The highly visible image of the Black male in America is a frequent topic of scrutiny, conjecture, and opinion. But what does research into the reality of the Black male experience have to say? Helping scholars, journalists, and educators discover answers to that question is the goal of the Black Male Education Research Collection. This site pulls together peer-reviewed research from scholarly publications and features interviews with research authors so that those looking for these answers can find them in one place. The information found within this site often provides a counternarrative to the prevailing beliefs about American Black males.
The Black Male Education Research Collection has collated research from the nation’s top scholars on issues related to Black males and The achievement gap, sport, gender identity, social justice, the school-to-prison pipeline and the criminal justice system. It is hoped that engagement with evidence-based inquiry and facts about Black males will inform the myriad discussions regarding these men and steer conversation toward truth about their experience and their needs.
Featured Scholar: Dr. Bettina L. Love
Link to one of Bettina L. Love’s articles : http://diversity.utexas.edu/black-male-education-research/2015/02/i-see-trayvon-martin-what-teachers-can-learn-from-the-tragic-death-of-a-young-black-male/
Dr. Bettina L. Love is an award-winning author and Associate Professor of Educational Theory & Practice at the University of Georgia. Her research focuses on the ways in which urban youth negotiate Hip Hop music and culture to form social, cultural, and political identities to create new and sustaining ways of thinking about urban education and intersectional social justice. Her research also focuses on how teachers and schools working with parents and communities can build communal, civically engaged, anti-racist, anti-homophobic, and anti-sexist educational, equitable classrooms. For her work in the field, in 2016, Dr. Love was named the Nasir Jones Hiphop Fellow at the Hutchins Center for African and African American Research at Harvard University. She is also the creator of the Hip Hop civics curriculum GET FREE. In April of 2017, Dr. Love will participate in a one-on-one public lecture with bell hooks focused on the liberatory education practices of Black and Brown children.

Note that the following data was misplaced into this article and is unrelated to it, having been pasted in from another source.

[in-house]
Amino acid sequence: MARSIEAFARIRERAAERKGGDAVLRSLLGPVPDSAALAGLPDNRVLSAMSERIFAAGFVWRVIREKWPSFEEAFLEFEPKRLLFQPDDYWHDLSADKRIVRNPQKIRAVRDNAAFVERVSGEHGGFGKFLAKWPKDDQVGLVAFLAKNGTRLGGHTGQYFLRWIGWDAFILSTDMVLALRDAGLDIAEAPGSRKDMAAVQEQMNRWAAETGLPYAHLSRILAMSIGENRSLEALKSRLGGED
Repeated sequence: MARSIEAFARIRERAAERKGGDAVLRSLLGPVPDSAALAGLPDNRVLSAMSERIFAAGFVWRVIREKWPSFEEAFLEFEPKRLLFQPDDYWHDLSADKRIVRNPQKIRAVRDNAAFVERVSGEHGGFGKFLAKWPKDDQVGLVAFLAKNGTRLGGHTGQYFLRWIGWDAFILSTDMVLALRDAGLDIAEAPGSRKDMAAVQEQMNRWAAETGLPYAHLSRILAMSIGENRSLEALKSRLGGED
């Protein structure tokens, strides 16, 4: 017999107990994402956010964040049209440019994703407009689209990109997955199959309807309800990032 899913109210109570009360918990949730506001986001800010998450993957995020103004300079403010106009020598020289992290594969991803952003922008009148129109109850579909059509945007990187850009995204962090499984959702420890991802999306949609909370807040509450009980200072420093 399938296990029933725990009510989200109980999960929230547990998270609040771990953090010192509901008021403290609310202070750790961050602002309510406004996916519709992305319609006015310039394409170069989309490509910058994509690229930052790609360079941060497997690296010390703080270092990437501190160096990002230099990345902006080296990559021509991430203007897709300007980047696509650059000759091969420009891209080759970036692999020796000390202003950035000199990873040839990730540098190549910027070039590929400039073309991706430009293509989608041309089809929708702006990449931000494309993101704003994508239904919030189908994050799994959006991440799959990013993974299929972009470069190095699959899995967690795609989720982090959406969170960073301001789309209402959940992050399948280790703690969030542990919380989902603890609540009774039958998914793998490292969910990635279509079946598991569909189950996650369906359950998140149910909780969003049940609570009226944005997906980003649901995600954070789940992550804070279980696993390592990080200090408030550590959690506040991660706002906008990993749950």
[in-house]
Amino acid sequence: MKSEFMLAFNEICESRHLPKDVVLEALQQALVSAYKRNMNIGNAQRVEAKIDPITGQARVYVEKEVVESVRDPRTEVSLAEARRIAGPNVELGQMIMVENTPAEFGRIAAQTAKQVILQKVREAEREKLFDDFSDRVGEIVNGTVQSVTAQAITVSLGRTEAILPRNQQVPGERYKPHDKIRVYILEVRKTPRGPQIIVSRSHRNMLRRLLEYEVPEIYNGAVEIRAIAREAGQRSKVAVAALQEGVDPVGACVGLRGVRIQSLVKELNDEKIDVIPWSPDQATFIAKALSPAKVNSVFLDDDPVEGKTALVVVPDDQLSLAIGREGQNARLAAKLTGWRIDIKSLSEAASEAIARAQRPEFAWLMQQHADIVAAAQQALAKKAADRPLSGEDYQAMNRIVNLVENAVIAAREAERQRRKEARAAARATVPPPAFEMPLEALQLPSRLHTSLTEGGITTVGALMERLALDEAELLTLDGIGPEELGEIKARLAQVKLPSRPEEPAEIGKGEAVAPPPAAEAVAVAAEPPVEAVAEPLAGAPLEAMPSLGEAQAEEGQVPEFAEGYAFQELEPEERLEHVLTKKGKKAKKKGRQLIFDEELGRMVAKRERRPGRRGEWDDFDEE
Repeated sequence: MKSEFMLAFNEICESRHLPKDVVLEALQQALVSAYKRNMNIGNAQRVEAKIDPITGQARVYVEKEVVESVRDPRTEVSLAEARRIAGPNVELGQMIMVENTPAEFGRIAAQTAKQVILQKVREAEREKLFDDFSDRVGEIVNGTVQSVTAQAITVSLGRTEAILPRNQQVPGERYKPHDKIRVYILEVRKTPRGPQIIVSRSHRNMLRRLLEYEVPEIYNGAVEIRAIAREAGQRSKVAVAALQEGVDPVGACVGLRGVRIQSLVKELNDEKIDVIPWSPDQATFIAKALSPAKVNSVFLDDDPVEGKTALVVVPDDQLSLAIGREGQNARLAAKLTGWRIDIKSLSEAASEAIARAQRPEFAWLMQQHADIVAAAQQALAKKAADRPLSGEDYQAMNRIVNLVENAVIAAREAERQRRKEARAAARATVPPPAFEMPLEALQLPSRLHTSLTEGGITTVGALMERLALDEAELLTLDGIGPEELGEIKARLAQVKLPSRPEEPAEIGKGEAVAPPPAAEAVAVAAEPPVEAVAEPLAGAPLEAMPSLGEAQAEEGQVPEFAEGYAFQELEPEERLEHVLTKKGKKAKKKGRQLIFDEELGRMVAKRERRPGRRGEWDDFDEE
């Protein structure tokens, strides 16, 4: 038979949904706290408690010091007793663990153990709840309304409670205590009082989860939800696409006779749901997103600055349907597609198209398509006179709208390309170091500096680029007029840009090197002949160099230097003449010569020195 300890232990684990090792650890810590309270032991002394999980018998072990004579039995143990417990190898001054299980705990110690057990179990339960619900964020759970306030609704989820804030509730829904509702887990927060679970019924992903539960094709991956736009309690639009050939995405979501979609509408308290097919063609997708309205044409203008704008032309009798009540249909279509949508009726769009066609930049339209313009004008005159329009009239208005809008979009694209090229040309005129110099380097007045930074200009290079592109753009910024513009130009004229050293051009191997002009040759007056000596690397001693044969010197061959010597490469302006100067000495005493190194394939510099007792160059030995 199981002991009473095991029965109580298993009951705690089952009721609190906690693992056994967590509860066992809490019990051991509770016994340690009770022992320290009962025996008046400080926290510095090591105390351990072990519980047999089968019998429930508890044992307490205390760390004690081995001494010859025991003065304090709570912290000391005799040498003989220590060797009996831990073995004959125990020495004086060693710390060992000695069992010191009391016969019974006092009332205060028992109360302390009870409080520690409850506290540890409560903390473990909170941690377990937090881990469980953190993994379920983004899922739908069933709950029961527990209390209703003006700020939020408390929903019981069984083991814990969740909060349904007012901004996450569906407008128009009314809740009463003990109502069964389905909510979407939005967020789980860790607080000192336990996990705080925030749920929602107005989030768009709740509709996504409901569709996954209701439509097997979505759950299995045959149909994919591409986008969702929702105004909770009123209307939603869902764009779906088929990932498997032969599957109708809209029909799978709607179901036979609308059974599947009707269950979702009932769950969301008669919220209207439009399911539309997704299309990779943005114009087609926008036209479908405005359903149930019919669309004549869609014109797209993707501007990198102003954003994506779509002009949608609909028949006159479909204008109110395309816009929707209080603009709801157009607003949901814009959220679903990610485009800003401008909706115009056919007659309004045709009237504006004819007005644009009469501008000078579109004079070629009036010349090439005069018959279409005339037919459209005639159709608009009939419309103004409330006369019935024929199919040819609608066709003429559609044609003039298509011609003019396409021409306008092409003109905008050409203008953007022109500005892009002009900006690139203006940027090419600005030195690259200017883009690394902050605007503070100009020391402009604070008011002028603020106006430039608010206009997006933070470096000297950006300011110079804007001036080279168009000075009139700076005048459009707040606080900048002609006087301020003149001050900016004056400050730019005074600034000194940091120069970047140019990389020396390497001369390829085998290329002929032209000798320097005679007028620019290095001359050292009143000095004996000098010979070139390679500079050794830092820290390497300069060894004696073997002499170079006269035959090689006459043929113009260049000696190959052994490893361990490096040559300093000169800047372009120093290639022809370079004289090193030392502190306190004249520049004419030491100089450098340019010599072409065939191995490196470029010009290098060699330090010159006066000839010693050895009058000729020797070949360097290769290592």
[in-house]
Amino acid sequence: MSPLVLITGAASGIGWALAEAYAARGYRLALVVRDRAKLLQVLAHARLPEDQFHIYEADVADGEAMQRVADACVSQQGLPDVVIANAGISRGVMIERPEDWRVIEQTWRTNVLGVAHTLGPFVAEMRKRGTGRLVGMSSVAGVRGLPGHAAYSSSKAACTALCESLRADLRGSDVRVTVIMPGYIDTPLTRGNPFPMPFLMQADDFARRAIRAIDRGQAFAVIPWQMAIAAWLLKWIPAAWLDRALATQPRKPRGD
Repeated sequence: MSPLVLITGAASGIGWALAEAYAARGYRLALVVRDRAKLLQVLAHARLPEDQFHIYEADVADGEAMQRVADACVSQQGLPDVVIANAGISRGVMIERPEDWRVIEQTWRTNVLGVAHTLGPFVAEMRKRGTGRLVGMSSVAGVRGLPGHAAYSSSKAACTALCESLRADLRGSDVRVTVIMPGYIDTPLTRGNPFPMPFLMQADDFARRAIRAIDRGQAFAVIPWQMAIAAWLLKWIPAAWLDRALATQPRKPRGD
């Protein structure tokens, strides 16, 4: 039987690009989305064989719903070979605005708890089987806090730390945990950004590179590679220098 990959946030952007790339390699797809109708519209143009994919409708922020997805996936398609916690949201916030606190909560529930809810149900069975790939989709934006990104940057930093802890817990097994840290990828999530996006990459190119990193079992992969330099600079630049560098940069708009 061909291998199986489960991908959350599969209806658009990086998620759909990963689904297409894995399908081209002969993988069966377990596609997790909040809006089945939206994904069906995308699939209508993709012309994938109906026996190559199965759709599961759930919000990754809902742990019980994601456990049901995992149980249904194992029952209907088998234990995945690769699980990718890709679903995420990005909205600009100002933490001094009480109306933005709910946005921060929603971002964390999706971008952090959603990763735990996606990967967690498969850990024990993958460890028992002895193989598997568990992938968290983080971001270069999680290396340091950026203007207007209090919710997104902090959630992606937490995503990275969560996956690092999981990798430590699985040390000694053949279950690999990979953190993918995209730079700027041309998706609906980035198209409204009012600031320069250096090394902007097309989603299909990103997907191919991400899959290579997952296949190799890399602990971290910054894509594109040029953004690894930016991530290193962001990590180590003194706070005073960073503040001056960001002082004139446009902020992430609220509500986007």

Dr. Love is one of the field’s most esteemed educational researchers in the area of Hip Hop education for elementary aged students. She is the founder of Real Talk: Hip Hop Education for Social Justice, an after school initiative aimed at teaching elementary students the history and elements of Hip Hop for social justice through project-based learning.
Dr. Love is a sought-after public speaker on a range of topics including: Hip Hop education, Black girlhood, queer youth, Hip Hop feminism, art-based education to foster youth civic engagement, and issues of diversity. In 2014, she was invited to the White House Research Conference on Girls to discuss her work focused on the lives of Black girls. In addition, she is the inaugural recipient of the Michael F. Adams award (2014) from the University of Georgia. She has also provided commentary for various news outlets including NPR, The Guardian, and the Atlanta Journal Constitution.
Dr. Love is one of the founding board members of The Kindezi School, an innovative school focused on small classrooms and art-based education. Finally, she is the author of the bookHip Hop’s Li’l Sistas Speak: Negotiating Hip Hop Identities and Politics in the New South. Her work has appeared in numerous books and journals, including the English Journal, Urban Education, The Urban Review, and Journal of LGBT Youth. In 2017, Dr. Love edited a special issue of the Journal of Lesbian Studies focused on the identities, gender performances, and pedagogical practices of Black and Brown lesbian educators. She is currently working on her second book, We Want to Do More Than Survive: A Pedagogy of Mattering.